"It always amazes me what miracles can happen with a lump of clay in just the right hands"
Many of the photos shown are in my collection. I will share what I learn about the kilns, artists, styles, and marks. This is a work in progress. Come along with me as I learn.
Because my blog traffic has grown, I will add marks from various other sources.
** Notice: I can no longer take readers queries on personal pieces.
Seto-yaki is the pottery of Seto, Aichi Prefecture. It is sometimes overlaps with Mino-yaki as the whole area is producing pottery. It is probably the most common pottery in Japan, especially for everyday tableware.
Ki-Seto cup and saucer by Suzuki Bakusen (鈴木麦仙) of Haruhi Gama (春日窯)
This is an Oribe Hira Mizusashi (平水指) by Gensui Gama (源水窯) which is Akazu Yaki of Seto.
It is missing its lacquer lid. It measures 25.5 cm in diameter and is 11cm tall.
Modern Seto ware. This mark reads Aitou (愛陶)
Another Aitou mark found in bone script
ASUKA GAMA (飛鳥窯)
KATO GOTO (加藤五陶)
This is a tea bowl in Oribe style.
AZEKURA (藍染蔵 or あぜくら)
This company sells blue and white Japanese style dinnerware. The most common is the arabesque design (karakusa or tako karakusa). They like to revive old styles for modern tables.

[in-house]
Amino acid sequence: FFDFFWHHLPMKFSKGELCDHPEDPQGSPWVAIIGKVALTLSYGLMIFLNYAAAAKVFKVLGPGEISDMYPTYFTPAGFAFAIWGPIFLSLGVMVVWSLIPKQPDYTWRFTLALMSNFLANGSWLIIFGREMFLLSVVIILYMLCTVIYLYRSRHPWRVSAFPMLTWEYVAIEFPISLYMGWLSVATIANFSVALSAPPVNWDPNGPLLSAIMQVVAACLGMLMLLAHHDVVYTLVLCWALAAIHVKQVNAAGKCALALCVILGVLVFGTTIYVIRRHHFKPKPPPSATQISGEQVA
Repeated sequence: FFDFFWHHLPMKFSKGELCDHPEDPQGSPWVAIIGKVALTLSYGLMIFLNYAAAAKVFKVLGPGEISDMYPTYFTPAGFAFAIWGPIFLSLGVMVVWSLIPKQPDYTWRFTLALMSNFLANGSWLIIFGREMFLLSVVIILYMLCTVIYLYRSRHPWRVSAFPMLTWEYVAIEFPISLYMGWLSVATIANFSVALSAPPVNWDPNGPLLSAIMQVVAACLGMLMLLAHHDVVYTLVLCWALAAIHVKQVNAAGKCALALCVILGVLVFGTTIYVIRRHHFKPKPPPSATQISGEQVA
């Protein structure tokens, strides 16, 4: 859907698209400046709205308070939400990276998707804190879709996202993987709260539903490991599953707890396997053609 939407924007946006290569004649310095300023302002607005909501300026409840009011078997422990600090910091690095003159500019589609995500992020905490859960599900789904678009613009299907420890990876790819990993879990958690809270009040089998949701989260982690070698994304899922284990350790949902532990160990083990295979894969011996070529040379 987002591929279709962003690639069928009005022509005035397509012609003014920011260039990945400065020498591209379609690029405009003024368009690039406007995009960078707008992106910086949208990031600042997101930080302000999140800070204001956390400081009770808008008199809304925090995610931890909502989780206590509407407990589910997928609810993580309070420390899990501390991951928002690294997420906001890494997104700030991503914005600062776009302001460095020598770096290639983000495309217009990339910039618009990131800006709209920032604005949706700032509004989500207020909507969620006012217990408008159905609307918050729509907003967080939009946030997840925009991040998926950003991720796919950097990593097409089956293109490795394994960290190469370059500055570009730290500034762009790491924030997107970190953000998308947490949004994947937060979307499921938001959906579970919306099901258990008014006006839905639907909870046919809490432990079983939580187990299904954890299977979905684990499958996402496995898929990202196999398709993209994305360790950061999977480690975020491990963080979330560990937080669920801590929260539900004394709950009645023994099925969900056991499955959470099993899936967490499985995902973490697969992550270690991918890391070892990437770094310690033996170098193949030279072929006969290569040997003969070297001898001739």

The Seto region produces so much pottery that the Japanese often refer to everyday dishes as Seto-mono or things from Seto.
The Bakuzan mark is the Kanji for wheat and mountain.
I keep coming across a Seto mark that interested me. I began some research on it and have made some progress.
The one on the left is most likely read Asahi Gama (旭窯). This mark is associated with potter Shunji Hayashi (林春治).
In 1979 Mr. Hayashi opened a new kiln called Tsubaki Gama (椿窯, mark on the right). Because of multiple readings for the same Kanji character I am not 100% sure of the reading of the potters given name. I will update as I confirm this. His specialty is with blue and white sometsuke porcelain.